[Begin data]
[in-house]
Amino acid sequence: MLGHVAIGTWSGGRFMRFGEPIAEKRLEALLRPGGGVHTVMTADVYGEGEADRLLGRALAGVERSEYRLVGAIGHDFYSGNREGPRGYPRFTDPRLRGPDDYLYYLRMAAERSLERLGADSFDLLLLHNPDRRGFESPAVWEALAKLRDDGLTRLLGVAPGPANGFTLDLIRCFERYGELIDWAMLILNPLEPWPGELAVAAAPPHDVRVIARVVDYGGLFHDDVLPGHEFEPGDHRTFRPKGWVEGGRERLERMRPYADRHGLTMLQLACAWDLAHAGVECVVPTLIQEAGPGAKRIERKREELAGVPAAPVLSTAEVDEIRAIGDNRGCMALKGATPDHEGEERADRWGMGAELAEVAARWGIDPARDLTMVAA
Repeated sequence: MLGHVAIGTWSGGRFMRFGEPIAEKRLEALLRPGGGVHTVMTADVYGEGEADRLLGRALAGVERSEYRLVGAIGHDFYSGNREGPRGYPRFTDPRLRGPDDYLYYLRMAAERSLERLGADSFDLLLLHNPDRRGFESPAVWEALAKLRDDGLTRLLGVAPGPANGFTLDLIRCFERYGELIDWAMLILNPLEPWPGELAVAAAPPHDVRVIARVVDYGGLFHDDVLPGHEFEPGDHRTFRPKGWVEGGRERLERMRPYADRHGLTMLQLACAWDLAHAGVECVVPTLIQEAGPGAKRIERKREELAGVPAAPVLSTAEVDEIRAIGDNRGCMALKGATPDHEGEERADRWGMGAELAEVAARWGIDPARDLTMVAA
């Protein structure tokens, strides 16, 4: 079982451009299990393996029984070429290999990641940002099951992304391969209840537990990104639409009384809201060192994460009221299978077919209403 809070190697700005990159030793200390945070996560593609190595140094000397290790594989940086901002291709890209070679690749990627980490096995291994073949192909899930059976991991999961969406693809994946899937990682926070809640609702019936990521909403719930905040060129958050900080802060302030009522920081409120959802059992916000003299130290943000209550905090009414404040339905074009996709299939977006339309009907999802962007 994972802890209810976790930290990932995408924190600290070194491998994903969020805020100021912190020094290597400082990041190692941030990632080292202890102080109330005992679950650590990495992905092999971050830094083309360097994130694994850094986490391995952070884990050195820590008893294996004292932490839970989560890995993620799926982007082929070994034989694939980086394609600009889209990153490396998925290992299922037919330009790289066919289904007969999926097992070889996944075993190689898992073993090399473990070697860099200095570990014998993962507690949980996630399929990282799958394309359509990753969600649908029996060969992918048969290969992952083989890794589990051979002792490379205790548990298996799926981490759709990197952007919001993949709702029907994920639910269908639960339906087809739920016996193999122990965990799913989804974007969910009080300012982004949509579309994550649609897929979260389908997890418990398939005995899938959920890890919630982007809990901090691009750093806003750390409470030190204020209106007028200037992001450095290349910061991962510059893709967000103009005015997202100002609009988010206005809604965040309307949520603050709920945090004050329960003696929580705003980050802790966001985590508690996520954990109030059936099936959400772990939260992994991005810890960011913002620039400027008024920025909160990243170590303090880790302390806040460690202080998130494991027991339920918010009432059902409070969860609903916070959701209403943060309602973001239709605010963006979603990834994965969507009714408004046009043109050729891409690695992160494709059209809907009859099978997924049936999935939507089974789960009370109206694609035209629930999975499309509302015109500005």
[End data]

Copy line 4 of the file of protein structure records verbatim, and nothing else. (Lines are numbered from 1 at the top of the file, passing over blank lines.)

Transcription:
């Protein structure tokens, strides 16, 4: 079982451009299990393996029984070429290999990641940002099951992304391969209840537990990104639409009384809201060192994460009221299978077919209403 809070190697700005990159030793200390945070996560593609190595140094000397290790594989940086901002291709890209070679690749990627980490096995291994073949192909899930059976991991999961969406693809994946899937990682926070809640609702019936990521909403719930905040060129958050900080802060302030009522920081409120959802059992916000003299130290943000209550905090009414404040339905074009996709299939977006339309009907999802962007 994972802890209810976790930290990932995408924190600290070194491998994903969020805020100021912190020094290597400082990041190692941030990632080292202890102080109330005992679950650590990495992905092999971050830094083309360097994130694994850094986490391995952070884990050195820590008893294996004292932490839970989560890995993620799926982007082929070994034989694939980086394609600009889209990153490396998925290992299922037919330009790289066919289904007969999926097992070889996944075993190689898992073993090399473990070697860099200095570990014998993962507690949980996630399929990282799958394309359509990753969600649908029996060969992918048969290969992952083989890794589990051979002792490379205790548990298996799926981490759709990197952007919001993949709702029907994920639910269908639960339906087809739920016996193999122990965990799913989804974007969910009080300012982004949509579309994550649609897929979260389908997890418990398939005995899938959920890890919630982007809990901090691009750093806003750390409470030190204020209106007028200037992001450095290349910061991962510059893709967000103009005015997202100002609009988010206005809604965040309307949520603050709920945090004050329960003696929580705003980050802790966001985590508690996520954990109030059936099936959400772990939260992994991005810890960011913002620039400027008024920025909160990243170590303090880790302390806040460690202080998130494991027991339920918010009432059902409070969860609903916070959701209403943060309602973001239709605010963006979603990834994965969507009714408004046009043109050729891409690695992160494709059209809907009859099978997924049936999935939507089974789960009370109206694609035209629930999975499309509302015109500005």